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HSBC defends controversial grad overdraft

05 Jul 2007

HSBC defends controversial grad overdraft An HSBC spokesperson has defended controversial changes to the graduate overdraft the bank offers, insisting they will help graduates realise there "is a cost to borrowing".

HSBC caused consternation among students last month when it announced plans to abolish free borrowing for new graduates.

The changes mean that from this summer, thousands of university leavers will have to pay almost ten per cent in interest on their overdrafts.

However, a spokesperson for HSBC said recently that the alteration would benefit students by helping them "differentiate their student account from their graduate account" and enabling them to "know where they stand".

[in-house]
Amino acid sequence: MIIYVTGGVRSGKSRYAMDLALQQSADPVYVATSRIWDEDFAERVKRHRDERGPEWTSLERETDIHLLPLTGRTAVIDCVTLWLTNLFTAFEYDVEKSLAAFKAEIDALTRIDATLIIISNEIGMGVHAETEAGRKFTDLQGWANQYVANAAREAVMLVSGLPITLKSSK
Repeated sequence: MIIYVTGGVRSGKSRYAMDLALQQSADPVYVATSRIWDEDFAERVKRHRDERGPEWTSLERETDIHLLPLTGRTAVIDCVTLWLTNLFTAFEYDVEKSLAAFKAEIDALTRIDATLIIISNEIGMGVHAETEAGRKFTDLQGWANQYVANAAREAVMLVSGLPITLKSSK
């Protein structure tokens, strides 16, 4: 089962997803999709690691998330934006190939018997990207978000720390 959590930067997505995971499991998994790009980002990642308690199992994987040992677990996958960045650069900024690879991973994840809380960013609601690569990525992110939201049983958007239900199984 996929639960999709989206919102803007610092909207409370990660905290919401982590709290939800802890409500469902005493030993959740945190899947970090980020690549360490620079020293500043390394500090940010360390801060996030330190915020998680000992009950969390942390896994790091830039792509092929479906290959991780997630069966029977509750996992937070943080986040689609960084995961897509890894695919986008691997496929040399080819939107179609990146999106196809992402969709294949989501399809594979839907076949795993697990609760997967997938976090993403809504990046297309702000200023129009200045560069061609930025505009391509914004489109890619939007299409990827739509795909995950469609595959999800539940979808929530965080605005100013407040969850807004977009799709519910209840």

The representative continued: "What we're trying to do is help them manage it sooner rather than later.

"Yes, there is no longer an interest free overdraft. And there's no longer the comfort from an interest free overdraft. But neither is there any spike either.

"The best way to manage your finances is to know what you're dealing with right from the offset and we feel with a flat 9.9 per cent rate with all borrowing, you will know where you stand."

Many students might argue they're only too aware of their financial predicament.

The average UK student now leaves university around £12,000 in debt.

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